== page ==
SAINT LOUIS, MO., May 14, 1861.
Lieutenant Colonel E. D. TOWNSEND,
Asst. Adjt. General, Hdqrs. Army, Washington, D. C.:
SIR: I have the honor to transmit herewith, for the information of the General-in-Chief, a copy of a proclamation I deemed it necessary, in view of the existing condition of affairs in this quarter, to address to the people of Missouri.
I am, sir, very respectfully, your obedient servant,
WM. S. HARNEY,
MILITARY DEPARTMENT OF THE WEST,
Saint Louis, May 14, 1861.
To the People of the State of Missouri:
On my return to the duties of the command of this department I find, greatly to my astonishment and mortification, a most extraordinary state of things existing in this State, deeply affecting the stability of the Government of the United States as well as the governmental and other interests of Missouri itself.
As a citizen of Missouri, owing allegiance to the United States, and having interests in common with you, I feel it my duty as well as privilege to extend a warning voice to my fellow-citizens against the common dangers that threaten us, and to appeal to your patriotism and sense of justice to exert all your moral power to avert them.
It is with regret that I feel it my duty to call your attention to the recent act of the general assembly of Missouri known as the "military bill," which is the result, no doubt, of the temporary excitement that now pervades the public mind. This bill cannot be regarded in any other light than an indirect secession ordinance, ignoring even the forms resorted to by other States. Manifestly, its most material provisions are in conflict with the Constitution and laws of the United States. To this extent it is a nullity, and cannot and ought not to be upheld or regarded by the good citizens of Missouri. There are obligations and duties resting upon the people of Missouri under the Constitution and laws of the United States which are paramount, and which I trust you will carefully consider and weigh well before you will allow yourselves to be carried out of the Union under the form of yielding obedience to this military bill, which is clearly in violation of your duties as citizens of the United States.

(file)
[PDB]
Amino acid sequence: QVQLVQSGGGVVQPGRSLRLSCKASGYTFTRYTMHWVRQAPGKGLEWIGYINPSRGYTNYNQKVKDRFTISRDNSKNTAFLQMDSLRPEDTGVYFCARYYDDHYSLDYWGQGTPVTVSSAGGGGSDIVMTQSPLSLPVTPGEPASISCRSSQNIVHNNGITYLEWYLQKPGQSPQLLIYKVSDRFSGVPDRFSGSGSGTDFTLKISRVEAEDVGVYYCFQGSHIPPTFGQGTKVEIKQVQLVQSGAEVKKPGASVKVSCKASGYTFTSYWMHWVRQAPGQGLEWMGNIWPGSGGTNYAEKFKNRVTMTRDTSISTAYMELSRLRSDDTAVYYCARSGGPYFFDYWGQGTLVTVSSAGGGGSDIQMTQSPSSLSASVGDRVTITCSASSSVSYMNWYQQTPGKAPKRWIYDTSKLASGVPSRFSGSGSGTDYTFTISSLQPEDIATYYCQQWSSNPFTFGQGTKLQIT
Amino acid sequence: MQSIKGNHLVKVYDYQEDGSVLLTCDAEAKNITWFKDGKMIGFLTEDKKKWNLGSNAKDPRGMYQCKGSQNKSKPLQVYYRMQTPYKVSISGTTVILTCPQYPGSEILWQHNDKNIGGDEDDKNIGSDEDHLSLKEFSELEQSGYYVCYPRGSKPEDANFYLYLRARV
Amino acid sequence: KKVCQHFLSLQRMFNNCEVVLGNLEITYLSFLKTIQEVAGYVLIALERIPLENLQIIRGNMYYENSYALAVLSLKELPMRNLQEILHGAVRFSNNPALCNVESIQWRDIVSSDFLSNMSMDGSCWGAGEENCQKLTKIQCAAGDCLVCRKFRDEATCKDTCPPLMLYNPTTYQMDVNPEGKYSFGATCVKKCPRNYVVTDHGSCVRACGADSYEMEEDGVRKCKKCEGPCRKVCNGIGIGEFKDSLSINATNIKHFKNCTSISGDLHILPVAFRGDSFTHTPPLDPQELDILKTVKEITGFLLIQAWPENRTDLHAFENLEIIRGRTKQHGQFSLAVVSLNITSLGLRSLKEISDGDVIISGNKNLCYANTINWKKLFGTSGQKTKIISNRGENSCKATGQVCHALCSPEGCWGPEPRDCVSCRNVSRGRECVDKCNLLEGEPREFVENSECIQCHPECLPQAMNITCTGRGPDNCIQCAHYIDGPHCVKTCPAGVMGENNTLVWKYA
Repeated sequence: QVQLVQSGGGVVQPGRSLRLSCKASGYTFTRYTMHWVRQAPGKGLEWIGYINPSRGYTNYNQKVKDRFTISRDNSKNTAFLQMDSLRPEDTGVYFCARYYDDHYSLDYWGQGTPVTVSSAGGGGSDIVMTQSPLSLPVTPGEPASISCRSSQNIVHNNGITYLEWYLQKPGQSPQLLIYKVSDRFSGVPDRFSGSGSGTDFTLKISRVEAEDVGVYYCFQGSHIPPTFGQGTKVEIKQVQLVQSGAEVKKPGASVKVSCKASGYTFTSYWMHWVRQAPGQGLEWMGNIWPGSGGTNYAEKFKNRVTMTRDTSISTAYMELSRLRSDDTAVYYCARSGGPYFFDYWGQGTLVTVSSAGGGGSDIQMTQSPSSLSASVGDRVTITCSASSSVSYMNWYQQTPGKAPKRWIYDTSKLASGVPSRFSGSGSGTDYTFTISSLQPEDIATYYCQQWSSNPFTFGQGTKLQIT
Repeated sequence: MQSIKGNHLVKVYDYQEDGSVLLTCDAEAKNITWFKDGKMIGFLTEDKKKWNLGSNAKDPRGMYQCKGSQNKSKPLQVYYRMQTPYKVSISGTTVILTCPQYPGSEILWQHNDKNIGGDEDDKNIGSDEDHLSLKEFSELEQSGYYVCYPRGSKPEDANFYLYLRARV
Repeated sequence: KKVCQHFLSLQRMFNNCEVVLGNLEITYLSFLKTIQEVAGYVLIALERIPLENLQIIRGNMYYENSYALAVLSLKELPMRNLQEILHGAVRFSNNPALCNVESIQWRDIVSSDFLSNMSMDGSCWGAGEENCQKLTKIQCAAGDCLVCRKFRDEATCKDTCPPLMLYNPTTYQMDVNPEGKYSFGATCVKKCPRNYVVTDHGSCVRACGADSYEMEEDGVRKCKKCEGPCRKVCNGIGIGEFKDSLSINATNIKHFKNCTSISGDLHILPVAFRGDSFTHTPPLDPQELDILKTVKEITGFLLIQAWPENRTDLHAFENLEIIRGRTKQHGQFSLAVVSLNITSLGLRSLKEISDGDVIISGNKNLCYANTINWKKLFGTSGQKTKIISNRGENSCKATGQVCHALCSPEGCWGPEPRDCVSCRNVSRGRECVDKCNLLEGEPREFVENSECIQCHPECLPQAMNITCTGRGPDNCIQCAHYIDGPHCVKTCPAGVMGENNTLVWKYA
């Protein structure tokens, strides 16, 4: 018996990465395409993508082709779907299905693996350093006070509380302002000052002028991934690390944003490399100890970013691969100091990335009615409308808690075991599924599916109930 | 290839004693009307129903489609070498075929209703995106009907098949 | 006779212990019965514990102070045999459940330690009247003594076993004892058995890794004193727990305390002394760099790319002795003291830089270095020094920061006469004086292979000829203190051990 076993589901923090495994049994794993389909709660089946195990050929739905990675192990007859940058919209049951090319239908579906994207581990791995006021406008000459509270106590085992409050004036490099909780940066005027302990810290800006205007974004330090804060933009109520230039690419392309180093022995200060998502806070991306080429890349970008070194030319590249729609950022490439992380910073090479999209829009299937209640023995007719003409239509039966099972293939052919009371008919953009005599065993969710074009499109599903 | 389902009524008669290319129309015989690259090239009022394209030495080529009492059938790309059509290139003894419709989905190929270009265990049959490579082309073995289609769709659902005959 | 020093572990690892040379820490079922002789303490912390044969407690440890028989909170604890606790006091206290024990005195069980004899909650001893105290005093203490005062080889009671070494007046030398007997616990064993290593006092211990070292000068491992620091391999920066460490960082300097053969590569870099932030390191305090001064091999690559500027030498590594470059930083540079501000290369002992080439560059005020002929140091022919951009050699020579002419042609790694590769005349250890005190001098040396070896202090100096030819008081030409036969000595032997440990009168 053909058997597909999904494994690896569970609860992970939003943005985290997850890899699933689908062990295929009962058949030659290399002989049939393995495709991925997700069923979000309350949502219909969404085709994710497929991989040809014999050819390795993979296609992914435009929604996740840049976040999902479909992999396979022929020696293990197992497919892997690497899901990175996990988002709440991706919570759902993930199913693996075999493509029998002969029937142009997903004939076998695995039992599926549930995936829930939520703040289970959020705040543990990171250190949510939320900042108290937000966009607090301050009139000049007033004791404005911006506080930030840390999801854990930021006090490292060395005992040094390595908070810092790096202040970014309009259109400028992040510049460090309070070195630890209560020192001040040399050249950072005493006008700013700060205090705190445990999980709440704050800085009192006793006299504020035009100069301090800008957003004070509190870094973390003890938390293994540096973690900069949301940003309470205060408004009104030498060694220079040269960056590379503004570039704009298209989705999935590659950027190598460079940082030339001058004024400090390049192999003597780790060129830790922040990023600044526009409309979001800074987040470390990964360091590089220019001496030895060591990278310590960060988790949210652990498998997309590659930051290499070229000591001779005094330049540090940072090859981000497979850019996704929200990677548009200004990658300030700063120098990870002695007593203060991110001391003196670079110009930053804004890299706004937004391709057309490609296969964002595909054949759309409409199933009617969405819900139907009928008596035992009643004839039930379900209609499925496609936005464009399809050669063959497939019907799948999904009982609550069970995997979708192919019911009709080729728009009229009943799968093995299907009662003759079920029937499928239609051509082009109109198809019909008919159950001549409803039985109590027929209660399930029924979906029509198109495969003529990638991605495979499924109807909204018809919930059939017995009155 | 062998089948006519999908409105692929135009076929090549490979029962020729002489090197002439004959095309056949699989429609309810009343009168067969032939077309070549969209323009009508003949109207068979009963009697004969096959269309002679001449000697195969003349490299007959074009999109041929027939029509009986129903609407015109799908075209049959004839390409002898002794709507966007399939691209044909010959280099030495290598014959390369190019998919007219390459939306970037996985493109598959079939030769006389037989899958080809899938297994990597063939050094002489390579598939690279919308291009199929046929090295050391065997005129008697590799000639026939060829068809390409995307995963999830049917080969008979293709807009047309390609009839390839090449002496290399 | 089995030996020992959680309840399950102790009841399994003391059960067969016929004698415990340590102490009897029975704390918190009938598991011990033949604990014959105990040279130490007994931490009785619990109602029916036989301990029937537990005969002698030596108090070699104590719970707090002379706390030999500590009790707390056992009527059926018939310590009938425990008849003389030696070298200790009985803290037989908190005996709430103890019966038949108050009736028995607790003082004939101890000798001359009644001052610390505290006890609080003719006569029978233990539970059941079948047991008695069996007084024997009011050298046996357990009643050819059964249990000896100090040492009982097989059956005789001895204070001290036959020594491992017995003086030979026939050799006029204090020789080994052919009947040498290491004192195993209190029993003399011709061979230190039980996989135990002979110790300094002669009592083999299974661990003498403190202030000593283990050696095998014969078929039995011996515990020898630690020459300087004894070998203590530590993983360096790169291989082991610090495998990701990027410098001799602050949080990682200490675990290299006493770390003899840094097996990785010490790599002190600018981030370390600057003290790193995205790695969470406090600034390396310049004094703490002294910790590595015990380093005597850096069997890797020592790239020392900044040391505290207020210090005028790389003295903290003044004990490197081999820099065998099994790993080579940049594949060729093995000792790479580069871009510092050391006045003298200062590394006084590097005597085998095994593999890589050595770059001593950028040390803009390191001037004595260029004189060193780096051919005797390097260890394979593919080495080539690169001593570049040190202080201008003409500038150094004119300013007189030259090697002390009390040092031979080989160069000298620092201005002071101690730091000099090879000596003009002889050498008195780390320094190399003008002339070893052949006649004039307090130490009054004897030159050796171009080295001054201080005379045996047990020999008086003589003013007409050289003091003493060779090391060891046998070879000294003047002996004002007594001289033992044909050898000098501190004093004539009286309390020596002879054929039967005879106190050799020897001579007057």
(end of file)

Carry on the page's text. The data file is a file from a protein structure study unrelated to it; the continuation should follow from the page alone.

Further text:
It must be apparent to every one who has taken a proper and unbiased view of the subject that, whatever may be the termination of the unfortunate condition of things in respect to the so-called Cotton States, Missouri must share the destiny of the Union. Her geographical position, her soil, productions, and, in short, all her material interests, point to this result. We cannot shut our eyes against this controlling fact. It is seen and its force is felt throughout the nation. So important is this regarded to the great interests of the country, that I venture to express the opinion that the whole power of the Government of the United States, if necessary, will be exerted to maintain Missouri in her present position in the Union. I express to you, in all frankness and sincerity, my own deliberate convictions, without assuming to speak for the Government of the United States, whose authority here and elsewhere I shall at all times and under all circumstances endeavor faithfully to uphold. I desire above all things most earnestly to invite